By the conventional standards of a modern media organization, we’re not doing too badly. We can point to our growing range of products—from our original magazine (now a quarterly e-magazine with a limited print run) to our well-trafficked Burmese- and English-language websites, from our blog and podcast to our television and radio programs broadcast by the Democratic Voice of Burma and Radio Free Asia—as evidence of our continued relevance.

We can also look at the numbers: Our websites attract visitors from around the world and increasingly from cyber-savvy viewers inside Burma, where proxy servers bypass government efforts to block “undesirable” content. Between them, our Burmese and English websites receive eight or nine million visits annually, with our Burmese site showing especially strong growth. 

The feedback we receive every day from our readers suggests that we are satisfying a demand. Our weekly television show broadcast via DVB has won wide recognition. These days, most people I meet from inside Burma tell me they’ve seen and appreciate our program.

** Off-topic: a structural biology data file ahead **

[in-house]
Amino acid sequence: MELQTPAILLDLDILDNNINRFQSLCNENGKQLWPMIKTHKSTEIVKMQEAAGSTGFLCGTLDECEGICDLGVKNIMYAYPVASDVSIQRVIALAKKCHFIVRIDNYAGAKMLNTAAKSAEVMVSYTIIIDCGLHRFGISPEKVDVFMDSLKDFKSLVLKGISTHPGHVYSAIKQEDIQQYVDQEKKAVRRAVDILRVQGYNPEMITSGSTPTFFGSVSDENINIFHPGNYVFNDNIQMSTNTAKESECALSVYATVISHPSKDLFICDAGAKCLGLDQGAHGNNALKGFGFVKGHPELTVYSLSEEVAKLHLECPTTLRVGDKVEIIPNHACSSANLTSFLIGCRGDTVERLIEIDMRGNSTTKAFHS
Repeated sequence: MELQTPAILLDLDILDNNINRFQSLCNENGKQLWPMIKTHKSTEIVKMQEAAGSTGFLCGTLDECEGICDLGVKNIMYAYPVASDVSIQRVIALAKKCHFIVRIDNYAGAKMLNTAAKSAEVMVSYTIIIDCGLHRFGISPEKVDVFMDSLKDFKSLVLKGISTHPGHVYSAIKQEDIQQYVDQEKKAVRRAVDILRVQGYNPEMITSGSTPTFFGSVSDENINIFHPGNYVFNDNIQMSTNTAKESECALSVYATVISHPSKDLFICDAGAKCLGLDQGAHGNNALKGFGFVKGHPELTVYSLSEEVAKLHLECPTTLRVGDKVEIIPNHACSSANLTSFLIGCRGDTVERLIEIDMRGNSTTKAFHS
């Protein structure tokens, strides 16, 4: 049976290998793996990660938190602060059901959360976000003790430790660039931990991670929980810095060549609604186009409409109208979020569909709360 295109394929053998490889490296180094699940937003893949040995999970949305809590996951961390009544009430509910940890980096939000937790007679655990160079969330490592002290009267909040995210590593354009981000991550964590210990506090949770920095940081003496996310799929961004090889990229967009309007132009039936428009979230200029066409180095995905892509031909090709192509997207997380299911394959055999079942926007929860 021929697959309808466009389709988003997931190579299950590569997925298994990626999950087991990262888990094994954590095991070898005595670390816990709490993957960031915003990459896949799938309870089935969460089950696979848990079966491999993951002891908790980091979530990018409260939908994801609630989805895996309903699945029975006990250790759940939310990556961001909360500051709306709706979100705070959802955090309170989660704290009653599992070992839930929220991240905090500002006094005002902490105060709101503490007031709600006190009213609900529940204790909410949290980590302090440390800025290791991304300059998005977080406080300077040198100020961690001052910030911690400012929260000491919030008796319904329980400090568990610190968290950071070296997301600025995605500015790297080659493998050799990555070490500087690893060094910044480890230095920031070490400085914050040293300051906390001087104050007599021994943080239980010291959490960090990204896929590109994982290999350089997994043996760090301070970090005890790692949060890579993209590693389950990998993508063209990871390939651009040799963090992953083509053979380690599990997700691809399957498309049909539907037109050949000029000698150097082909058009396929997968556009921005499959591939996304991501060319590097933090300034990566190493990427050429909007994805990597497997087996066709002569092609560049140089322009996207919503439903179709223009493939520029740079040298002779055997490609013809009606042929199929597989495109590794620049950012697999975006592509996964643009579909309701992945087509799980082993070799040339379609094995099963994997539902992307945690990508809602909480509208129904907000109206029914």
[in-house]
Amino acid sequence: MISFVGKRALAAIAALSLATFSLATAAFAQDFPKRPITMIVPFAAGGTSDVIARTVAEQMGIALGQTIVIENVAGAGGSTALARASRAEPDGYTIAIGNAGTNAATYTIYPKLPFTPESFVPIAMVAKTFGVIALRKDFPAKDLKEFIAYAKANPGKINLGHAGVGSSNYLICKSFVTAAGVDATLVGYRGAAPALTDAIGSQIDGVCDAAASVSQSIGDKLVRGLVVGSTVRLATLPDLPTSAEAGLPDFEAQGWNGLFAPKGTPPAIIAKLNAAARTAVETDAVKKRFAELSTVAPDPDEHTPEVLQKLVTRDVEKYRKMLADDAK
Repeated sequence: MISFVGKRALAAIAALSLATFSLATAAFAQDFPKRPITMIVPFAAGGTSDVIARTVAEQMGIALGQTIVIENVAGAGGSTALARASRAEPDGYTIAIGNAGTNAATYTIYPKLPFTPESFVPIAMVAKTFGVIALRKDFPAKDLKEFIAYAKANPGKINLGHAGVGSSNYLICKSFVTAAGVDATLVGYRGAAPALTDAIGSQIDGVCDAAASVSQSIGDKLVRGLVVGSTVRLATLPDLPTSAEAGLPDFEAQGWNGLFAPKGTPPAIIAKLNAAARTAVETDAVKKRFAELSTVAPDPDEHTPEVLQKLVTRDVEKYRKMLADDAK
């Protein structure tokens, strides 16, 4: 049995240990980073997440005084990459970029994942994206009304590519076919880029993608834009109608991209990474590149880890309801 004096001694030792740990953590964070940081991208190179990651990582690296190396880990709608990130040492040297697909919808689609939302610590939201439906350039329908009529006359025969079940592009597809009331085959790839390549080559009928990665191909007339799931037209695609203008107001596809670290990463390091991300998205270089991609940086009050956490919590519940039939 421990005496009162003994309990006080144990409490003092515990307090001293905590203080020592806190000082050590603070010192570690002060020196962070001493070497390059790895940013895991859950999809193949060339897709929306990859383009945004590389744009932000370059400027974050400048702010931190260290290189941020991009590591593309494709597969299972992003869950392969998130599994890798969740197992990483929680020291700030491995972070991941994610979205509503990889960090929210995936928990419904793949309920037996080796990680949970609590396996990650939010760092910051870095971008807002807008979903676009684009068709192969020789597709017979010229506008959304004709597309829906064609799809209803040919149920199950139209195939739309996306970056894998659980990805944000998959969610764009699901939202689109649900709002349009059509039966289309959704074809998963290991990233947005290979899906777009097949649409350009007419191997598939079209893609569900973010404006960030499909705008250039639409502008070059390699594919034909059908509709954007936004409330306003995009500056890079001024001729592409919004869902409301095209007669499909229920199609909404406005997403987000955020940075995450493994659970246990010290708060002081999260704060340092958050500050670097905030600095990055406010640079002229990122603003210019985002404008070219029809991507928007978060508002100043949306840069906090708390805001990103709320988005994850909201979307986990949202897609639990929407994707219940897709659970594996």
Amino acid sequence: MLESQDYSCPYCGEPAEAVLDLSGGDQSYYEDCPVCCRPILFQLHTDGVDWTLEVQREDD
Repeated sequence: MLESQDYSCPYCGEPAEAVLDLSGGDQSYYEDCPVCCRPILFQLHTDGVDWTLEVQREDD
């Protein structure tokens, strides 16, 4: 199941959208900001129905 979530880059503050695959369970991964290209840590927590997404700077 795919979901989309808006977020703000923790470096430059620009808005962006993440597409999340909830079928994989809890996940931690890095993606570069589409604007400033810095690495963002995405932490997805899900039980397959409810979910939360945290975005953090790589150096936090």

It would be nice to say that we’ve helped in some way to improve the media environment inside Burma. But our only contribution in that regard has been to provide an outlet for colleagues working within the country’s draconian censorship system who want to share stories that they can’t report in the domestic press. Otherwise, the situation of journalists in Burma remains as grim as ever, even under the current “civilian” regime.

Much has been made of the supposed “opening” of the Burmese media since last year’s election. The fact that pictures of pro-democracy leader Aung San Suu Kyi, who was released from more than seven years of house arrest a week after the November 7 polls, were allowed to appear in print has been seen by some as a sign of positive change. But I have my doubts.

There are other issues that remain very much taboo to Burma’s rulers. In the country’s border regions, human rights violations remain rife in conflict zones. No local publication would dare hint of the rape, murder, and forced relocation that are part of the army’s campaign to impose its will on ethnic minorities. The brutal suppression of hunger strikes by political prisoners is another subject that will never appear in the Burmese press. Forced labor, child soldiers in the Burmese army, and massive deforestation by cronies of the ruling generals are also among the many unmentionables.